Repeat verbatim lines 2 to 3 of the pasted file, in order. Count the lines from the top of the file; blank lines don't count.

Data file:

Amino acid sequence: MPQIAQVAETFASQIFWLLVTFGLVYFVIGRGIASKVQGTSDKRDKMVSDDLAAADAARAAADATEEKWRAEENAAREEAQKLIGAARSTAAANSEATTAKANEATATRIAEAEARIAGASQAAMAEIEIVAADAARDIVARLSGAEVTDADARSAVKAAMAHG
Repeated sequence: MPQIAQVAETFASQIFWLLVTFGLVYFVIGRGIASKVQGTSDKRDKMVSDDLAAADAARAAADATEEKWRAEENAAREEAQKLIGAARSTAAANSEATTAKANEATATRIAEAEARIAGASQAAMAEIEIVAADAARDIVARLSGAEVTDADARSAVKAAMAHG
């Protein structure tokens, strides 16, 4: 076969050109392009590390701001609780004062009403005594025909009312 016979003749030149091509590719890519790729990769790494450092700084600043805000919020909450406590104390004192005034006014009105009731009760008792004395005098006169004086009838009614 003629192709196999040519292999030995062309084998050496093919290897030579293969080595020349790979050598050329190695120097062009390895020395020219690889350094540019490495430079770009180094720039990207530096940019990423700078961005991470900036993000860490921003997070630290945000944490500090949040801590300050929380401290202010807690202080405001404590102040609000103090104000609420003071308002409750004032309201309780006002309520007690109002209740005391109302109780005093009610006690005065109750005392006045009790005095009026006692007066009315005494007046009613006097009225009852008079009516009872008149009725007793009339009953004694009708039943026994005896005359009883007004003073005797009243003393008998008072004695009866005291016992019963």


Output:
Repeated sequence: MPQIAQVAETFASQIFWLLVTFGLVYFVIGRGIASKVQGTSDKRDKMVSDDLAAADAARAAADATEEKWRAEENAAREEAQKLIGAARSTAAANSEATTAKANEATATRIAEAEARIAGASQAAMAEIEIVAADAARDIVARLSGAEVTDADARSAVKAAMAHG
């Protein structure tokens, strides 16, 4: 076969050109392009590390701001609780004062009403005594025909009312 016979003749030149091509590719890519790729990769790494450092700084600043805000919020909450406590104390004192005034006014009105009731009760008792004395005098006169004086009838009614 003629192709196999040519292999030995062309084998050496093919290897030579293969080595020349790979050598050329190695120097062009390895020395020219690889350094540019490495430079770009180094720039990207530096940019990423700078961005991470900036993000860490921003997070630290945000944490500090949040801590300050929380401290202010807690202080405001404590102040609000103090104000609420003071308002409750004032309201309780006002309520007690109002209740005391109302109780005093009610006690005065109750005392006045009790005095009026006692007066009315005494007046009613006097009225009852008079009516009872008149009725007793009339009953004694009708039943026994005896005359009883007004003073005797009243003393008998008072004695009866005291016992019963």